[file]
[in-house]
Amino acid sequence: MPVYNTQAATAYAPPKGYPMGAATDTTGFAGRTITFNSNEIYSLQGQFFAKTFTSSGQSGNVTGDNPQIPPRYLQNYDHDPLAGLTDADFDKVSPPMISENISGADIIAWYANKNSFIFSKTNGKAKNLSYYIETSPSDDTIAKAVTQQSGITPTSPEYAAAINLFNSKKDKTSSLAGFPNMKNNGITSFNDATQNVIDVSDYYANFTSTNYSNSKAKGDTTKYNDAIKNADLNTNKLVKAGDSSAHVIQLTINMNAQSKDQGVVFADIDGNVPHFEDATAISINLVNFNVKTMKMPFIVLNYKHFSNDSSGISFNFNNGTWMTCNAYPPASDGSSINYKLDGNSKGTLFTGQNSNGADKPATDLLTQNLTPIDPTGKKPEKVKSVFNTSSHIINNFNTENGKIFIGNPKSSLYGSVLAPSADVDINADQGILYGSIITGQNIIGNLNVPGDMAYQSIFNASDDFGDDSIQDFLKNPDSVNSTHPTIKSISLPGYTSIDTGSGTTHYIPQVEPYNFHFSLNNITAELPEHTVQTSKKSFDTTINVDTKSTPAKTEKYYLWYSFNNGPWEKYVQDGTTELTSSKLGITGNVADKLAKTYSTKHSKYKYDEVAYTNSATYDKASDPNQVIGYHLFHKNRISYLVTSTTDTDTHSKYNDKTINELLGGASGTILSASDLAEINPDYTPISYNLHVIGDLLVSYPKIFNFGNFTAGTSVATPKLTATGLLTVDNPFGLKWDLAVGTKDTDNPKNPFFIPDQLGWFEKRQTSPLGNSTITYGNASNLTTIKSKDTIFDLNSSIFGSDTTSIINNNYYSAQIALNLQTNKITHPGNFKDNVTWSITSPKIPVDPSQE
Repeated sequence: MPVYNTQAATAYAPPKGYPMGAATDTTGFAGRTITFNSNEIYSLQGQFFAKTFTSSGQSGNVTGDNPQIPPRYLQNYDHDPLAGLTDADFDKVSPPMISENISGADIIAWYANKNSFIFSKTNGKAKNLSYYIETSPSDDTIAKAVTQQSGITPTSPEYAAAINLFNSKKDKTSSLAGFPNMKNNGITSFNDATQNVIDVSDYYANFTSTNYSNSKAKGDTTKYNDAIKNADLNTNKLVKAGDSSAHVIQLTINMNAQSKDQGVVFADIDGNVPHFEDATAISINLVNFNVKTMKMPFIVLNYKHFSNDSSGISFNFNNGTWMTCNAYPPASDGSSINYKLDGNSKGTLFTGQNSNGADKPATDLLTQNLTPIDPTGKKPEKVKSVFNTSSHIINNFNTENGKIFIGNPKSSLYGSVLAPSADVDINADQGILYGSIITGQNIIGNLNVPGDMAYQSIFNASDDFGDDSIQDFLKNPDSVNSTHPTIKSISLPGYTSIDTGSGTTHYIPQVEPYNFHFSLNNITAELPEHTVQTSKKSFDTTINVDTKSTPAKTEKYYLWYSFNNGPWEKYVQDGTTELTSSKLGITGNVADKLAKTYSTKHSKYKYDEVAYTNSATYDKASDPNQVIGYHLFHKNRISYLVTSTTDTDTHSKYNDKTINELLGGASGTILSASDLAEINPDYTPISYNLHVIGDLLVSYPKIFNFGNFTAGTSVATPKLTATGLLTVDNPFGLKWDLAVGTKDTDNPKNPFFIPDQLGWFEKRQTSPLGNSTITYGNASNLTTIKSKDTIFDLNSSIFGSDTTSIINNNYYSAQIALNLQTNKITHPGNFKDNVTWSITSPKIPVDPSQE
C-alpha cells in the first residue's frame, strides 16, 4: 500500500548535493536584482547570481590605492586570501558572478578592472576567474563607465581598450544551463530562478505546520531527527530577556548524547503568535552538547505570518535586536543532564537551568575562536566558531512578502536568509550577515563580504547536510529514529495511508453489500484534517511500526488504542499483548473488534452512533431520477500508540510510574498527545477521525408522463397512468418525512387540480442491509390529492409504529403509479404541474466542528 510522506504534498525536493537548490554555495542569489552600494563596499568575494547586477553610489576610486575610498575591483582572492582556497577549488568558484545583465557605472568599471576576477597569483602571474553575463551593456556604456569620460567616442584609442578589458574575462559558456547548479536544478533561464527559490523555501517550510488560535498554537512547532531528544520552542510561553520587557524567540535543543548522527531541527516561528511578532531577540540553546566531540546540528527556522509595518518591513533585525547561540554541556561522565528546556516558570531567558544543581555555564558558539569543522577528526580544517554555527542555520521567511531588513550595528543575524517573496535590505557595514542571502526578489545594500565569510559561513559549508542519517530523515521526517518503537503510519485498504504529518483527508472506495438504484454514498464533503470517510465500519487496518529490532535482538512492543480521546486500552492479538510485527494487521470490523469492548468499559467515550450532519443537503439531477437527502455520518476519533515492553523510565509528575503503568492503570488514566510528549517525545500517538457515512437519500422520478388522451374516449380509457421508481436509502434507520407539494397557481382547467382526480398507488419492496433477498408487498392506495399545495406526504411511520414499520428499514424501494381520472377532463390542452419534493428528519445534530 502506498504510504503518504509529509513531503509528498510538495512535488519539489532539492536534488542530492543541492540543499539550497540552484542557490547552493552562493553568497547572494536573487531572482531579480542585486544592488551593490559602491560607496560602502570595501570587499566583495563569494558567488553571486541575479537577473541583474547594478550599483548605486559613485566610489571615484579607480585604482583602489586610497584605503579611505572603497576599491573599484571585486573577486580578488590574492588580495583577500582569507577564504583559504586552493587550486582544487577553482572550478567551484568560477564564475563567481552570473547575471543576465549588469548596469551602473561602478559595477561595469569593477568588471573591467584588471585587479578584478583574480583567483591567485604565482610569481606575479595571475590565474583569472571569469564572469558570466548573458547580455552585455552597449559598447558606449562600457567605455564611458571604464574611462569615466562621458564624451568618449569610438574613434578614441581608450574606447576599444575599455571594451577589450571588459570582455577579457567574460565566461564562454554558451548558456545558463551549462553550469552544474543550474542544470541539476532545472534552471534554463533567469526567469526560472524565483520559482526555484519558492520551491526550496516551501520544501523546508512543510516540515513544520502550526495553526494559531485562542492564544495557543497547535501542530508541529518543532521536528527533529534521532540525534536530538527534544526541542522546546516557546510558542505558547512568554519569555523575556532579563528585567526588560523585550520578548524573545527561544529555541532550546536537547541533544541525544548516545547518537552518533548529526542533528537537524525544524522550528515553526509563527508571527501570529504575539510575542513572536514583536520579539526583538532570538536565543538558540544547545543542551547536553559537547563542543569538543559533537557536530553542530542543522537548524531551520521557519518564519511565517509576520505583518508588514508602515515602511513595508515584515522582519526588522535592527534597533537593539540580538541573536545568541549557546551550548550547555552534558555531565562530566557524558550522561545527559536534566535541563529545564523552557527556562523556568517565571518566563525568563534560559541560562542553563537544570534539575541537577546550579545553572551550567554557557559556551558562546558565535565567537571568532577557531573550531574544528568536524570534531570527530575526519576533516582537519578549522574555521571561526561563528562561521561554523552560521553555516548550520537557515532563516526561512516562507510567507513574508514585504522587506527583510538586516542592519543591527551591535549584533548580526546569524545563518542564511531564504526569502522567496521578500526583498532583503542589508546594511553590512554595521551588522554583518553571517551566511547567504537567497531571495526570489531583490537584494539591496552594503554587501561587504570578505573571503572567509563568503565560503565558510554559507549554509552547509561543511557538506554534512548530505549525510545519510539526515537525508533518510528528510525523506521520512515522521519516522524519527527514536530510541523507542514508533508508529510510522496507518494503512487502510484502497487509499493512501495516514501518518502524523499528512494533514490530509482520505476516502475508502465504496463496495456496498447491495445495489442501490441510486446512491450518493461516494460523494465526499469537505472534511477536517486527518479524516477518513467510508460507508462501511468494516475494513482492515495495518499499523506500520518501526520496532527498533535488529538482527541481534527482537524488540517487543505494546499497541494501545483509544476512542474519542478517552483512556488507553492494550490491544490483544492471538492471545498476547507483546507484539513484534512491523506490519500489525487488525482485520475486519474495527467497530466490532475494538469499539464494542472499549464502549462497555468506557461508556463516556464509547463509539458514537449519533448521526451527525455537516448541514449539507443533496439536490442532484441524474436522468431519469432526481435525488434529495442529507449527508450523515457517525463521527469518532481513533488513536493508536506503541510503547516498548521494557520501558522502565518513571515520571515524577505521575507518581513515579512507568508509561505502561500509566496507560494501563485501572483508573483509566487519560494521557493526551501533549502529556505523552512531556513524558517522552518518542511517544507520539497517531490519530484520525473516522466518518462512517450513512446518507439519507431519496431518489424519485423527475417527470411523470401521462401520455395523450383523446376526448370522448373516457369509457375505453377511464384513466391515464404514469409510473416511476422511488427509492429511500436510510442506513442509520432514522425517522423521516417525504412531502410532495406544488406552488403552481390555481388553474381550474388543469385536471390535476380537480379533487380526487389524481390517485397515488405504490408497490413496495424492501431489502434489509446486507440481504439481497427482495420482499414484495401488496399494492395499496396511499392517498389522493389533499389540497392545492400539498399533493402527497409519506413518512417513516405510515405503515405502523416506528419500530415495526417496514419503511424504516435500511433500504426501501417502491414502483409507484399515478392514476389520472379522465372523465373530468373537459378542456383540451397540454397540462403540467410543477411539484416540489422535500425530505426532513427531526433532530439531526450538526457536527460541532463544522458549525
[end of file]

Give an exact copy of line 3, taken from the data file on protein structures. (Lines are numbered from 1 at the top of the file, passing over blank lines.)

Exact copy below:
Repeated sequence: MPVYNTQAATAYAPPKGYPMGAATDTTGFAGRTITFNSNEIYSLQGQFFAKTFTSSGQSGNVTGDNPQIPPRYLQNYDHDPLAGLTDADFDKVSPPMISENISGADIIAWYANKNSFIFSKTNGKAKNLSYYIETSPSDDTIAKAVTQQSGITPTSPEYAAAINLFNSKKDKTSSLAGFPNMKNNGITSFNDATQNVIDVSDYYANFTSTNYSNSKAKGDTTKYNDAIKNADLNTNKLVKAGDSSAHVIQLTINMNAQSKDQGVVFADIDGNVPHFEDATAISINLVNFNVKTMKMPFIVLNYKHFSNDSSGISFNFNNGTWMTCNAYPPASDGSSINYKLDGNSKGTLFTGQNSNGADKPATDLLTQNLTPIDPTGKKPEKVKSVFNTSSHIINNFNTENGKIFIGNPKSSLYGSVLAPSADVDINADQGILYGSIITGQNIIGNLNVPGDMAYQSIFNASDDFGDDSIQDFLKNPDSVNSTHPTIKSISLPGYTSIDTGSGTTHYIPQVEPYNFHFSLNNITAELPEHTVQTSKKSFDTTINVDTKSTPAKTEKYYLWYSFNNGPWEKYVQDGTTELTSSKLGITGNVADKLAKTYSTKHSKYKYDEVAYTNSATYDKASDPNQVIGYHLFHKNRISYLVTSTTDTDTHSKYNDKTINELLGGASGTILSASDLAEINPDYTPISYNLHVIGDLLVSYPKIFNFGNFTAGTSVATPKLTATGLLTVDNPFGLKWDLAVGTKDTDNPKNPFFIPDQLGWFEKRQTSPLGNSTITYGNASNLTTIKSKDTIFDLNSSIFGSDTTSIINNNYYSAQIALNLQTNKITHPGNFKDNVTWSITSPKIPVDPSQE